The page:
Using If's and selects

Using If's and selects

  

SELECT 

SUBMITED = ( SELECT COUNT({DocumentCore2}.[Id]) 

FROM {DocumentCore2} 

INNER JOIN {StatusCore2} ON {StatusCore2}.[Id] = {DocumentCore2}.[Status]

WHERE {StatusCore2}.[Label] = 'Completed' 

COMPLETED = ( SELECT COUNT({DocumentCore2}.[Id]) 

FROM {DocumentCore2} 

INNER JOIN {StatusCore2} ON {StatusCore2}.[Id] = {DocumentCore2}.[Status] 

WHERE {StatusCore2}.[Label] = 'Submited' )


I have these two values but what I want to do is a bit different.

If (SUBMITED != 0) select '1'

Else ( If (COMPLETED != 0) select '2'

          Else select '3'

        )

I want something like that but don't know how.


Hi Miguel,

Conditionals in SQL are handled by the CASE statement. However, in your case, do you need to handle that in the query? Why not have an assignment after the query that assigns the values?

Also, having subqueries inside a SELECT might not be the best way to go about this. Do you really need them to be seperate columns? If not, you could do e.g. just

SELECT {StatusCore2}.[Label], COUNT(1)
FROM {DocumentCore2}
INNER JOIN {StatusCore2} ON {StatusCore2}.[Id] = {DocumentCore2}.[Status]
GROUP BY {StatusCore2}.[Label]

and then loop over the result and post-proces that. Or, if you do not even need the actual number of documents with the statusses, just a

SELECT DISTINCT {StatusCore2}.[Label]
FROM {DocumentCore2}
INNER JOIN {StatusCore2} ON {StatusCore2}.[Id] = {DocumentCore2}.[Status]

Kilian Hekhuis wrote:

Hi Miguel,

Conditionals in SQL are handled by the CASE statement. However, in your case, do you need to handle that in the query? Why not have an assignment after the query that assigns the values?

Also, having subqueries inside a SELECT might not be the best way to go about this. Do you really need them to be seperate columns? If not, you could do e.g. just

SELECT {StatusCore2}.[Label], COUNT(1)
FROM {DocumentCore2}
INNER JOIN {StatusCore2} ON {StatusCore2}.[Id] = {DocumentCore2}.[Status]
GROUP BY {StatusCore2}.[Label]

and then loop over the result and post-proces that. Or, if you do not even need the actual number of documents with the statusses, just a

SELECT DISTINCT {StatusCore2}.[Label]
FROM {DocumentCore2}
INNER JOIN {StatusCore2} ON {StatusCore2}.[Id] = {DocumentCore2}.[Status]

Thanks for the reply Kilian but that is what I have now.

I have 1 query that gets all documents. Then, for each document, I check the status is 'Completed' or 'Submited' and do the assignment depending on that. 

But I want to know if is possible to reduce this process, having only 1 query and no 'for each' cycle.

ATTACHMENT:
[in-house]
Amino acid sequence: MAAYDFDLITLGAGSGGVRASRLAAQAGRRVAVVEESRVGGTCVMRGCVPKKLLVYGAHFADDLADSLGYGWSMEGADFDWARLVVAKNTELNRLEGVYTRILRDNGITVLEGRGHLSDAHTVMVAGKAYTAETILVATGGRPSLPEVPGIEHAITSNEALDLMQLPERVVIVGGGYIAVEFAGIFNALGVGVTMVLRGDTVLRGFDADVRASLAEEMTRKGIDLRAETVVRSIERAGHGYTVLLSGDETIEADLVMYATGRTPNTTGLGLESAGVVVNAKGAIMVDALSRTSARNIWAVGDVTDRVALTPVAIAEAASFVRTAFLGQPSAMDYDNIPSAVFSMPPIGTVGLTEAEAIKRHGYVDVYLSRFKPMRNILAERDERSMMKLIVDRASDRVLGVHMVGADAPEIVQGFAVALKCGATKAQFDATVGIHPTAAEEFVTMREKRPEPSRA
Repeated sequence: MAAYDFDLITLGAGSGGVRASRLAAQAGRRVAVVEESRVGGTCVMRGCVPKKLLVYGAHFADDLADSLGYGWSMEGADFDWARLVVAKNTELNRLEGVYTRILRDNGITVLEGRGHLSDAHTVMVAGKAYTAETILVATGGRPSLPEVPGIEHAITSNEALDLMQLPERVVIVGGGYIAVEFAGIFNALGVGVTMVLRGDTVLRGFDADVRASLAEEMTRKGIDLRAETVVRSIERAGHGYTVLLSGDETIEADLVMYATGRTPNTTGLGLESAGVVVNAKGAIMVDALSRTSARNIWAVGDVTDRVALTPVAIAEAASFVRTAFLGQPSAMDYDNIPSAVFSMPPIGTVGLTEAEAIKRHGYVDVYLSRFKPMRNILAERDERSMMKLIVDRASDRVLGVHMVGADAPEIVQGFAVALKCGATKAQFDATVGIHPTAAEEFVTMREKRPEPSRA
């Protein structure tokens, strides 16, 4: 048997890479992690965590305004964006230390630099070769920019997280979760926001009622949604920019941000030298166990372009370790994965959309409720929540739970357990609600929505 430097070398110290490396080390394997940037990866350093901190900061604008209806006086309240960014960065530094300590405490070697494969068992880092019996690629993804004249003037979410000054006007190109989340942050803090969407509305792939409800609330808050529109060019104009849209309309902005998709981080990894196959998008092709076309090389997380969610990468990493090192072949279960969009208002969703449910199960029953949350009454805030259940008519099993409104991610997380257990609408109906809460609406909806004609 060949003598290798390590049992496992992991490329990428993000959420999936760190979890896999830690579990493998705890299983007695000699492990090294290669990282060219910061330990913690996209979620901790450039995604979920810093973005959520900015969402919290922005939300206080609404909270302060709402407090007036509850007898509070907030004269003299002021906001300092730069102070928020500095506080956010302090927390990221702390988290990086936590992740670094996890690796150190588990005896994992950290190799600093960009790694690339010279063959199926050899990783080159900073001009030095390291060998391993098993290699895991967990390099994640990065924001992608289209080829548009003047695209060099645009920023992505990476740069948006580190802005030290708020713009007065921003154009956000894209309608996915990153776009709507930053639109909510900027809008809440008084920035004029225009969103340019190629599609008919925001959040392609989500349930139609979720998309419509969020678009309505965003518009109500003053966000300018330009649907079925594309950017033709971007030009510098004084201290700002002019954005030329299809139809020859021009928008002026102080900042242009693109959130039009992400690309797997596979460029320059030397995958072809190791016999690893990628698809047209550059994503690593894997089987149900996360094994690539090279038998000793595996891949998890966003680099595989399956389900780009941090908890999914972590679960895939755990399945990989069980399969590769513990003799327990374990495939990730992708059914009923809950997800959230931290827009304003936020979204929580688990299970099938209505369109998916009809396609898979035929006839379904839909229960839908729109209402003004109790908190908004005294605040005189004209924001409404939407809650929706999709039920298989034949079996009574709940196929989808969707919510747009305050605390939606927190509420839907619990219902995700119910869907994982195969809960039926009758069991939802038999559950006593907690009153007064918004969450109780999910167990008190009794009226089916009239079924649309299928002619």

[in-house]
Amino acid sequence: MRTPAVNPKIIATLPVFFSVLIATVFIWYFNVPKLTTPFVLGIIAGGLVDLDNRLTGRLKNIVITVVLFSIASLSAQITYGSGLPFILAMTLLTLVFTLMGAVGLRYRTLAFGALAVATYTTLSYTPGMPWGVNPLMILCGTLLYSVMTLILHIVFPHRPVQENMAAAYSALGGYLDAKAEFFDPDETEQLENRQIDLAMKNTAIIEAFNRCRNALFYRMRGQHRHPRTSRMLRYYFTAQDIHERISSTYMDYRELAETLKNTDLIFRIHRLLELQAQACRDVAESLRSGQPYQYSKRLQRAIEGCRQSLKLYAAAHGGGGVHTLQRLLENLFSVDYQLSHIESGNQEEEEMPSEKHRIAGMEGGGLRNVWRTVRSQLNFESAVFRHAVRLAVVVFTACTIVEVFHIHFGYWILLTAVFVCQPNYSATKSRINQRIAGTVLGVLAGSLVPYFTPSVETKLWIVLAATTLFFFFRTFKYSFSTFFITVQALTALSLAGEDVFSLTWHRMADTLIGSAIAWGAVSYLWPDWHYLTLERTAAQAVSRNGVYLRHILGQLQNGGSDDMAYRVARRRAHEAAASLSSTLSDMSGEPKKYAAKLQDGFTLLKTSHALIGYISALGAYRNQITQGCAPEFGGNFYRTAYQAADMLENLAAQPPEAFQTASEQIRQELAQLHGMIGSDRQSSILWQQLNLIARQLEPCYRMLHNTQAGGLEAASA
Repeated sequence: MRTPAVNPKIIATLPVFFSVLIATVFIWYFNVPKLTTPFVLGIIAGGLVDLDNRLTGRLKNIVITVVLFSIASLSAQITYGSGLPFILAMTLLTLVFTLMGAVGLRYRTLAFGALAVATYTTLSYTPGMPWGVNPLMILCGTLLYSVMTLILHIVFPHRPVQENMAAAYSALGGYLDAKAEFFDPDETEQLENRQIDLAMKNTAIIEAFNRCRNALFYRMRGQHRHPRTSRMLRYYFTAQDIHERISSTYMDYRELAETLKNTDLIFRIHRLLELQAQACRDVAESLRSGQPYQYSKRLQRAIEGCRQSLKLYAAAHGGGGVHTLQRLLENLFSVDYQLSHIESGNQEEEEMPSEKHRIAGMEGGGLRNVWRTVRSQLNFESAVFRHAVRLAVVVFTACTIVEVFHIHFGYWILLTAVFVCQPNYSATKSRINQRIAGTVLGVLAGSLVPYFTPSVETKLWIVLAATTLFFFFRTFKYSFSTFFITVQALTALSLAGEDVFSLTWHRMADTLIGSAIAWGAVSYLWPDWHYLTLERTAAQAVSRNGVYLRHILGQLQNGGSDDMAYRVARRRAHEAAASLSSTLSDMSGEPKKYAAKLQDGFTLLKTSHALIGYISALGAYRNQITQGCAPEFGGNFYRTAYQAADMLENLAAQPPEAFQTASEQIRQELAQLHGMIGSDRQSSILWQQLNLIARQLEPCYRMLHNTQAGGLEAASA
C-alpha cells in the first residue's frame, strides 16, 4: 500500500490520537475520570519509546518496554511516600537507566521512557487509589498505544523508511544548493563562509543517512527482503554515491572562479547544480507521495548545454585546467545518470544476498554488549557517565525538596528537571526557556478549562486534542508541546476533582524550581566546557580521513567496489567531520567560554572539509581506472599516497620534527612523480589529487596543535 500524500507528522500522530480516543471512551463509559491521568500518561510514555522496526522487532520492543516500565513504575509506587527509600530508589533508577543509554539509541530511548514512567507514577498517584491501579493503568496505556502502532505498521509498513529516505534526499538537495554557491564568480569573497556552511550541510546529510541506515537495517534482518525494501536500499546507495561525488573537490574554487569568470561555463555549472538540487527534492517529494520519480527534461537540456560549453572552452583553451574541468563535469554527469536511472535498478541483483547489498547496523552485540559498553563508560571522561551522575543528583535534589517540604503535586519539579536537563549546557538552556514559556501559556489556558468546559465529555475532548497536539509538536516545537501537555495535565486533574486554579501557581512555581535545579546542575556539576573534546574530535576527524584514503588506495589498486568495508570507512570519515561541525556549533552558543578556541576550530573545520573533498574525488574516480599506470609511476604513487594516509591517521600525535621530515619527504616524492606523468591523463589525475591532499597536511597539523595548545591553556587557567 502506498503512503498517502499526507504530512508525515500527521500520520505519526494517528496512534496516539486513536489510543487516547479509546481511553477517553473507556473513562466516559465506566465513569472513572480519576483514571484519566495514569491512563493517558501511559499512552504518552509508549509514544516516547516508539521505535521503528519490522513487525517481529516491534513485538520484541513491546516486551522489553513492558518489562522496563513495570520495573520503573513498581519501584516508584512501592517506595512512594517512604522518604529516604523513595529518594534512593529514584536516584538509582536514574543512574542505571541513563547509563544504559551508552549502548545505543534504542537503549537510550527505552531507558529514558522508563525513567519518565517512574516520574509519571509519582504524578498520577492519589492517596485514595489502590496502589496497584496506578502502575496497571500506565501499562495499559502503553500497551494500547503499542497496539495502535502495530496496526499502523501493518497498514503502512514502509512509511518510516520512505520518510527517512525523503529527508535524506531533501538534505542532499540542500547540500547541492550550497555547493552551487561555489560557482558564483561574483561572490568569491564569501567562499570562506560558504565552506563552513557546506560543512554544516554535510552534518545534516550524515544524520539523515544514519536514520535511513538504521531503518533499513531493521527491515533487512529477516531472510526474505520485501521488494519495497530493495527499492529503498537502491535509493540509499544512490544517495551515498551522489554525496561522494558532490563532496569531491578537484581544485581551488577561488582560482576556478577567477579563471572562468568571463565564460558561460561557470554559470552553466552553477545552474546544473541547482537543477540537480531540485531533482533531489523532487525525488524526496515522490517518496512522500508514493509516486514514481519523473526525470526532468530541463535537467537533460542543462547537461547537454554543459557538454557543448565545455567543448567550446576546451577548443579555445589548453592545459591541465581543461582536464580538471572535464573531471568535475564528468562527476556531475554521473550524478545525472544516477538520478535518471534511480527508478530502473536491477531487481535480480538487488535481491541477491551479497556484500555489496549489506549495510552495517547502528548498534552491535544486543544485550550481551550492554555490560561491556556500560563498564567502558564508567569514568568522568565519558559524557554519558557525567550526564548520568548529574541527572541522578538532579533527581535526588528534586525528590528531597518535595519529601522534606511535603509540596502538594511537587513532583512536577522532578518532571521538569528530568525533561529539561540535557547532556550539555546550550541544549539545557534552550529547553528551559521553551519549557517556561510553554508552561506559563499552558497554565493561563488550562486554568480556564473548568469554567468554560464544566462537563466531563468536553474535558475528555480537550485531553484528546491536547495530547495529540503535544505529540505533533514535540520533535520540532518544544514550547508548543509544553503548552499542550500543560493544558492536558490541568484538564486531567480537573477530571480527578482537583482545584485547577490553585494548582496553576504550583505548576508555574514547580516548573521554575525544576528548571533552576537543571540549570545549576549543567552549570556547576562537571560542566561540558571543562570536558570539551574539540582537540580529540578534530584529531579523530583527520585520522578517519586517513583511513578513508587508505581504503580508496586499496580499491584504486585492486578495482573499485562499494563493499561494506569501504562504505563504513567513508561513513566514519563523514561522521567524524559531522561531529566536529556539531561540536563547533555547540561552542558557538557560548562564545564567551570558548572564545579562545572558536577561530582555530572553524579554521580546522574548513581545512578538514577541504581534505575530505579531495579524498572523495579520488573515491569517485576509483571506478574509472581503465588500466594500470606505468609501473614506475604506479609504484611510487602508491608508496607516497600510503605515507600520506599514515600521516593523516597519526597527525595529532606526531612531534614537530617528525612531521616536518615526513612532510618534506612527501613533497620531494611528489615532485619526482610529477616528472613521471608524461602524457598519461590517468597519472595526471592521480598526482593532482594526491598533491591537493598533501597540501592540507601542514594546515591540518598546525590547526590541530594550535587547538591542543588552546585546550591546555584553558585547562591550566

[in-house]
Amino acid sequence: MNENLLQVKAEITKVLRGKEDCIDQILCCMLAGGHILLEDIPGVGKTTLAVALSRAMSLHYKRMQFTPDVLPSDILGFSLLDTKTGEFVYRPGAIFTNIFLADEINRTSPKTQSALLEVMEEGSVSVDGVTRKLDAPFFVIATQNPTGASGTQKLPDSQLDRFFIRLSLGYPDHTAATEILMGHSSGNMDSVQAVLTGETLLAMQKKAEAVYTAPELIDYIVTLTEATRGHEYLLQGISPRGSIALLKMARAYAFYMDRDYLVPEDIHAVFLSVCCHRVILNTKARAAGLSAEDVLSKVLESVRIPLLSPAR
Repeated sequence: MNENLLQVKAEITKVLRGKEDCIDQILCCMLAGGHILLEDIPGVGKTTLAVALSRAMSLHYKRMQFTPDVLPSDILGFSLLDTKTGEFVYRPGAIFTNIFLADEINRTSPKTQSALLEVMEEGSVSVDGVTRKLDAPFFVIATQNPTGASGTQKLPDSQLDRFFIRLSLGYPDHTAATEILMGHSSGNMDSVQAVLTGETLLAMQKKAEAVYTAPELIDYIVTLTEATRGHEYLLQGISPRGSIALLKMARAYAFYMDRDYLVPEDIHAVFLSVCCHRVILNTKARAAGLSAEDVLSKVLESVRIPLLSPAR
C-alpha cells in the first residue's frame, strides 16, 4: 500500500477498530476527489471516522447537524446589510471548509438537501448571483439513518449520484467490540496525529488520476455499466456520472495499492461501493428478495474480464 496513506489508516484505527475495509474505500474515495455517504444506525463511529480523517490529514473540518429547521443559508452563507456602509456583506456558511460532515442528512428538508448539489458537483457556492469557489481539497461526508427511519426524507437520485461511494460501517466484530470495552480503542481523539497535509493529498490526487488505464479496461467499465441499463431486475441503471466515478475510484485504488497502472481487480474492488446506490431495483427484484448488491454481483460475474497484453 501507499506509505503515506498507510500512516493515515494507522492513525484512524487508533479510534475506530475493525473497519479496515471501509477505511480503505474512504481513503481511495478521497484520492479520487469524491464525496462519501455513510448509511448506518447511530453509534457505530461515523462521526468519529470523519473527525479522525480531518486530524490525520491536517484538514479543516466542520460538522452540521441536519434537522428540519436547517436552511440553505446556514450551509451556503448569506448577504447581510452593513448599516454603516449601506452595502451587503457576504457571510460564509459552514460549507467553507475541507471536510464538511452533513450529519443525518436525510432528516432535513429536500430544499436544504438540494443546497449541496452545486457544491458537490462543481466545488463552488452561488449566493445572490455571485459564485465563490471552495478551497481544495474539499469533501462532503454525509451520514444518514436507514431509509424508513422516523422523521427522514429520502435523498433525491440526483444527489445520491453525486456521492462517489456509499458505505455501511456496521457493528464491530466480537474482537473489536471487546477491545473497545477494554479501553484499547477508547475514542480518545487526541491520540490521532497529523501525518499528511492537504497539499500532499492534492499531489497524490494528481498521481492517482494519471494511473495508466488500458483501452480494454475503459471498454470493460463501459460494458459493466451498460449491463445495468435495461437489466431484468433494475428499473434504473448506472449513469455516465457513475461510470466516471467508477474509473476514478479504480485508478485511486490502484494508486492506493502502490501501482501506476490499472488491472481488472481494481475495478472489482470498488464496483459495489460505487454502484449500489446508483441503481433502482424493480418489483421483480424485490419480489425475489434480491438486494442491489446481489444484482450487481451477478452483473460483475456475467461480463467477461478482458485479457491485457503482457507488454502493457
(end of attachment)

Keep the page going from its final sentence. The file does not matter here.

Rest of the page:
Hi Miguel,

So what exactly do you want to know then? Do you need the count, or only whether any of the types are present?

Kilian Hekhuis wrote:

Hi Miguel,

So what exactly do you want to know then? Do you need the count, or only whether any of the types are present?

I want to know if any documents have a certain status, but retrieving only one value.


If at least 1 document have the status 'Submited' return 1 (for example)
Else If at least 1 document have status 'Completed' return 2
Else return 3.

The exact value of the count isn't important since I only want to know if it's gratter than 0.


Solution

And if you set MaxRecords=1 and get [0,1] rows with the value?


SELECT TOP(1) 1

FROM documents

WHERE status=submitted

UNION ALL

SELECT TOP(1) 2

FROM documents

WHERE status=completed

UNION ALL

SELECT 3



Solution

Well, if you want it in that order, you can ORDER the output accordingly, and even if you have more than one row returned, you only need to look at the first row (so you can set the Max. Records to 1):

SELECT DISTINCT {StatusCore2}.[Label]
FROM {DocumentCore2}
INNER JOIN {StatusCore2} ON {StatusCore2}.[Id] = {DocumentCore2}.[Status]
ORDER BY
  CASE {StatusCore2}.[Label]
    WHEN 'Submitted' THEN 1
    WHEN 'Completed' THEN 2
    ELSE 3
  END

If there are any 'Submitted' documents, the first row returned will contain 'Submitted'. If there aren't any, the first row will contain 'Completed', else it will contain something else (if there are any) or the list is empty.

Nuno ninja'd me :). As for his solution, it's possible but I'd go for SELECT TOP 1 instead of SELECT DISTINCT, I think that's slightly faster. Also, use UNION ALL for the same reason.

Thanks for both answers! :D

They both work but I understand better the one from Kilian.

Even though, as Nuno's faster, that will be marked as the answer   

Answer edited as Kilian suggested. Between UNION and UNION ALL for only three one-columned rows there is no visible difference, but TOP is a lot better than DISTINCT, especially in a table for documents that keeps on growing.